Flat billets are heated and pressed gently against curved mold surfaces.
A curved tile of refractory silica-fiber-based or alumina-fiber-based thermal-insulation material can be formed from an initially flat billet in a process that includes pressing against a curved mold surface during heating. The mold or tile curvature can be concave or convex. Curved tiles are needed for thermal protection of curved surfaces of spacecraft reentering the terrestrial atmosphere; curved thermal-protection tiles may also be useful on Earth in some industrial applications.
The present process was invented as an alternative to the conventional practice of fabricating curved tiles by computer-controlled machining of flat billets, and to facilitate the fabrication of tile areas with dimensions that exceed the customary Å6 x 6 in. (Å15 x 15 cm). One disadvantage of machining large tiles with curved surfaces is that one must start with relatively thick flat billets and then waste considerable amounts of material. In addition, machining operations become difficult and cumbersome on a large scale, and the computer-controlled milling machines needed to machine large curved surfaces are expensive. Another consequence of machining is that not all the fibers are oriented parallel to the curved surface; this is disadvantageous in that the degree of thermal protection decreases with increasing departure from parallelarity.
The figure illustrates an example of the process as applied to forming a tile with a spherical curvature. In this case, a flat billet is placed over the opening in a concave mold. The width of the billet slightly exceeds the diameter of the opening in the mold, so that the billet covers the opening and there is some margin. A weighting ring is placed over the billet, concentrically with the mold. The outer diameter of the ring is slightly less than the diameter of the opening, so that the weight of the ring urges the billet downward into the mold.
The mold is made of a rigid, hard refractory material that can be similar to that of the billet. The weighting-ring material can also be similar to that of the billet and/or the mold. In any event, the mold and weighting-ring materials must be selected so that their coefficients of thermal expansion closely approximate that of the billet.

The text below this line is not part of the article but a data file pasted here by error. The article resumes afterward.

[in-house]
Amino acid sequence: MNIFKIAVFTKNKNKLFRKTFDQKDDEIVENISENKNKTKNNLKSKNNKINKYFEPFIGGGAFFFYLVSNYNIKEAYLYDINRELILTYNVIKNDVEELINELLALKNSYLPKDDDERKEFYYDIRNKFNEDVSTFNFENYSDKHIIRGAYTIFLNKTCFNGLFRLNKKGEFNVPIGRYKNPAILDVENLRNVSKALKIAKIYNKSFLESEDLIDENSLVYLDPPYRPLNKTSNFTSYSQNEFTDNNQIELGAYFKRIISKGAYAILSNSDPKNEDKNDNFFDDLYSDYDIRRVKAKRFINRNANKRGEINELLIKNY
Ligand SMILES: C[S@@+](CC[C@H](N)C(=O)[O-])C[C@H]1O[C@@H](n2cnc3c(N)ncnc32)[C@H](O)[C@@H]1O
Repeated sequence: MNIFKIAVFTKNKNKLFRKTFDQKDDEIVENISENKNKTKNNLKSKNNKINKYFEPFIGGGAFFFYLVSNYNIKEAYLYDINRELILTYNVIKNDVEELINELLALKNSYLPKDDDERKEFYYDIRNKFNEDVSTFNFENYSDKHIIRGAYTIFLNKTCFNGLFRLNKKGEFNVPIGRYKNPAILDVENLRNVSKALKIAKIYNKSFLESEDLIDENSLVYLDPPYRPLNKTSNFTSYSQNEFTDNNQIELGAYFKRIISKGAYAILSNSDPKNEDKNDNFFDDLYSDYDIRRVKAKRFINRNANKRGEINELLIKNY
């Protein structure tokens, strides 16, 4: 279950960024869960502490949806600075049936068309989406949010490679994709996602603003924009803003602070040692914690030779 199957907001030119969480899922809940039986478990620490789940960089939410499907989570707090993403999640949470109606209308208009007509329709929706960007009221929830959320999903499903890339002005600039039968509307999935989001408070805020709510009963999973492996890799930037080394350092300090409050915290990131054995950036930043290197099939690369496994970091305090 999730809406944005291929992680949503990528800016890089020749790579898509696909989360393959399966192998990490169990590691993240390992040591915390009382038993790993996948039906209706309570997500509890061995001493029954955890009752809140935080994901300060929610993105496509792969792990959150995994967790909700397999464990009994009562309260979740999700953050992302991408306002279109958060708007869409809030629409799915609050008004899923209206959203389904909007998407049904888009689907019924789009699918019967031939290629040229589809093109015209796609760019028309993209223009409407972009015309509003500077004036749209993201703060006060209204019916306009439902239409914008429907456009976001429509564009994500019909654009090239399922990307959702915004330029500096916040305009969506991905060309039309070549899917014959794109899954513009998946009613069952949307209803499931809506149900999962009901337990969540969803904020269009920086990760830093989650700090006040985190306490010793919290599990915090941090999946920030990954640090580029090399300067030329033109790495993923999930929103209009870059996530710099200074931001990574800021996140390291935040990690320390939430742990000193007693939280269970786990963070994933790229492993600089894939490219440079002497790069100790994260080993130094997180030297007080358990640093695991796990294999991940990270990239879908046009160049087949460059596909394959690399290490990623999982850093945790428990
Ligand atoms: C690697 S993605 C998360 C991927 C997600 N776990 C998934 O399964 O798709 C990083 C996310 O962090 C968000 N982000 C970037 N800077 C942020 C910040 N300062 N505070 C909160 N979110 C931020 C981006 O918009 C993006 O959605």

The assembly of the mold, billet, and weighting ring is placed in a furnace that has been preheated to a temperature of 2,000 °F (Å1,100 °C). Next, the temperature is raised at a steady rate for one hour to a maximum of 2,400 °F (Å1,300 °C), then held at this maximum level for one hour. During the residence at the maximum temperature, the weight of the ring deforms the billet until the lower surface of the billet conforms to the surface of the mold. At the completion of exposure to the maximum temperature, the furnace is cooled steadily for one hour to 2,000 °F (Å1,100 °C), then the assembly is removed from the furnace.
Optionally, before pressing and heating, the outer surface of the billet can be impregnated with a coating material. During the heating, the coating becomes sintered into the billet, forming an outer layer with high surface emissivity.
After the assembly has cooled, a graphite or fiberglass cloth impregnated with an epoxy, polyimide, or other suitable adhesive is placed on the inner surface of the billet and cured in place to form a support structure.
This work was done by Paul Kolodziej, Joe A. Carroll, and Dane Smith of Ames Research Center. For further information, access the Technical Support Package (TSP) free on-line at www.nasatech.com/tsp under the Manufacturing category.
This invention has been patented by NASA (U.S. Patent No. 5,705,012). Inquiries concerning nonexclusive or exclusive license for its commercial development should be addressed to the Patent Counsel, Ames Research Center, (650) 604-5104. Refer to ARC-14051.